Friday, July 16, 2010

Does HR have a sense of humor?

A recent discussion with friends, led me to ask this question.

Does HR have a sense of humor?

My first reaction was, “Yes!”. Obvious choice? Not really. I really do believe that, since I’ve met HR people with a great sense of humor. However, many in the group disagreed. So I decided to ask this question to an open audience. One way to validate was to go out there and ask folks who have/are interacting with HR on a regular basis. Twitter provided that perfect platform to test the question and some of the replies I got are
here, here, here, here & finally here! Maybe my friends had a point, since it didn’t come as a surprise to them that most people think HR doesn’t have a sense of humor!

I’m not out to counter those replies, but I’m just as curious to know why folks feel the way they do about HR. One plausible answer could be, just maybe, most often than not, a company’s HR team is the first point of contact to people outside the company. It’s a huge responsibility to represent one’s firm/company in the right light. So that to some extent plays a part in taking away the funny side of HR. Another possibility could be that HR fears they won’t be taken seriously or considered to be professional in their approach towards work.

On second thoughts, a sense of humor is more a personality trait. It’s the hallmark of great salesmen or manager. Even good leadership relies on well-timed sense of humor to energize employees. So maybe it’s time to ask the serious-type HR folks to chill-out a bit. It’s possible. Heck! Even job-descriptions have sense-of-humor listed as a requirement for roles that have a client-facing function! I suppose we can categorize HR as a role that has client interactions too. No? Why then ask for something that one doesn’t follow? Beats me.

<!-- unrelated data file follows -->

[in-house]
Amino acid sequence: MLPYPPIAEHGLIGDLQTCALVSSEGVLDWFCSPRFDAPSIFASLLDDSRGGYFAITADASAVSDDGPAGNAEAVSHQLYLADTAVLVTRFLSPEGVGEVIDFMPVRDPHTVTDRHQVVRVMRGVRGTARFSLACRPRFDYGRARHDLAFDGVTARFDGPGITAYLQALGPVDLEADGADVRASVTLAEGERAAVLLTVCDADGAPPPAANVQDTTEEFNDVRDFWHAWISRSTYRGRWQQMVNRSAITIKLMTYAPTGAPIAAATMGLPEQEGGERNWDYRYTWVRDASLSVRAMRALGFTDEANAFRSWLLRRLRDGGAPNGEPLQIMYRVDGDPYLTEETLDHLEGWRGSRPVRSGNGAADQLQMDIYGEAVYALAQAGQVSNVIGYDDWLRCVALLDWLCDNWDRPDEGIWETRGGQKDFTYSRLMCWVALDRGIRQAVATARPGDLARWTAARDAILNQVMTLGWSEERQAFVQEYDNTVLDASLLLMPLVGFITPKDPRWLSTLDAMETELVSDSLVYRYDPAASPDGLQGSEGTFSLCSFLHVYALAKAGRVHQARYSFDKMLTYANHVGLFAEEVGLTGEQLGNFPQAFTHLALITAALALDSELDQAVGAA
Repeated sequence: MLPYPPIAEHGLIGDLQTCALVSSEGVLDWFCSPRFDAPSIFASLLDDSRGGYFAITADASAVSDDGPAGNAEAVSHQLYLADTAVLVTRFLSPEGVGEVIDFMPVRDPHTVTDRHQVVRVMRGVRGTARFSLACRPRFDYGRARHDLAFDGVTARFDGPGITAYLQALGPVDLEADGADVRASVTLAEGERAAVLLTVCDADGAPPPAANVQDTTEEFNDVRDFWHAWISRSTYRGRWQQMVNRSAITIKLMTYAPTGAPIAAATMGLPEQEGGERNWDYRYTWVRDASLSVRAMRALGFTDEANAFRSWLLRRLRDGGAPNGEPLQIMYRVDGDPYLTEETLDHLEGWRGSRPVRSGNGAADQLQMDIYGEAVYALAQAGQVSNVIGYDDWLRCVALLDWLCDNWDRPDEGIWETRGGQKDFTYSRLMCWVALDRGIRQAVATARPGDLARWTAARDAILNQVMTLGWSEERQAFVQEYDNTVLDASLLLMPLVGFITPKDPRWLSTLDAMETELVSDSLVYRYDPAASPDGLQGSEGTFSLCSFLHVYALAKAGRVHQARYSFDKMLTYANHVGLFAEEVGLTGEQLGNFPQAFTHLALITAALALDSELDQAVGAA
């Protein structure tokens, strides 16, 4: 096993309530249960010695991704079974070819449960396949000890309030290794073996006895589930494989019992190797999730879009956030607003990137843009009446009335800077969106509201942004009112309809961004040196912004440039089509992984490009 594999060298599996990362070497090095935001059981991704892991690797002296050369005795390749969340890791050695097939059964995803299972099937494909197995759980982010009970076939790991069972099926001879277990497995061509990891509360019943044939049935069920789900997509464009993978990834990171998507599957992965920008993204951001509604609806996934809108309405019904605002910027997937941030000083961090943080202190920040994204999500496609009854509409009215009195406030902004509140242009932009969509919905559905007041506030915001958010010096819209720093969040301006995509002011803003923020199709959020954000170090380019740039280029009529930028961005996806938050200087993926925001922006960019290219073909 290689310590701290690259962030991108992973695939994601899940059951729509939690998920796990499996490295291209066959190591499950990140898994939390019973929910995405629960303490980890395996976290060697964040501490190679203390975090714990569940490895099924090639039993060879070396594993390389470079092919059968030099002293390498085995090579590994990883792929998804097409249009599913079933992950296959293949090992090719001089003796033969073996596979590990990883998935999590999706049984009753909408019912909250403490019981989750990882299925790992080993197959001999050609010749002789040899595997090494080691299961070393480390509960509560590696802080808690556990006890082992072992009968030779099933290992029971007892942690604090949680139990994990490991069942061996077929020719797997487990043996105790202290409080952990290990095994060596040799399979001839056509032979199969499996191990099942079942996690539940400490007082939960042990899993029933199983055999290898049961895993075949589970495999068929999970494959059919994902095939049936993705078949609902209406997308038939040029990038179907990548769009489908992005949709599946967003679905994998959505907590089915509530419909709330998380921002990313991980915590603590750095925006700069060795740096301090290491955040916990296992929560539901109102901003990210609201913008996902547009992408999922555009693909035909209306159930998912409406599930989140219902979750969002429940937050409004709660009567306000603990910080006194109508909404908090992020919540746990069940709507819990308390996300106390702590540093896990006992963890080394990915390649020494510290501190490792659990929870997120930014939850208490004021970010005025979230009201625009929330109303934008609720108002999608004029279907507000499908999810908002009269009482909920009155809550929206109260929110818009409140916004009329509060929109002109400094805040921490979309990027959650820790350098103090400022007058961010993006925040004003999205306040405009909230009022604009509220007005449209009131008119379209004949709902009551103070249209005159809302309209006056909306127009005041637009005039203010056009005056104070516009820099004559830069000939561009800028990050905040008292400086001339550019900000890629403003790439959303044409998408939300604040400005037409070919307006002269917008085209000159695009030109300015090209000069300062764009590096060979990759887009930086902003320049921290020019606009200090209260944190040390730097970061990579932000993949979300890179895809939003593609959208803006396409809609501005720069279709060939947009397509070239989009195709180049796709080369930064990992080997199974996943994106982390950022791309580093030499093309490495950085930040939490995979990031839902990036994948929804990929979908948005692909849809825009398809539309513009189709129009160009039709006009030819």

So here’s a message to all HR folks: Have fun! Spread some laughter. It acts as an ice-breaker.

Go break a leg! Figuratively, duh!

Candidate Tip - Part 8

Few months back, I started the ‘Candidate Tip Series’ on this blog with an intention to answer recruitment related questions from readers. The series was introduced in an attempt to avoid redundancy in replies. I tweet these tips on my twitter account too, and use #candidatetip for the tips.

If you are a candidate, hope this helps. If not, you can help send this post to people searching for answers. I’ll continue to take questions and should you have one, you can send it to

Looking for the earlier posts on candidate tips? You can read them here.

  1. Find a way to explain the difference between your 'needs' v/s 'wants'. Leaving it ambiguous, could result in interpretations.

  2. When you're invited for lunch in between interviews, eat just enough to keep you going. Please don't binge! Burping isn't likeable.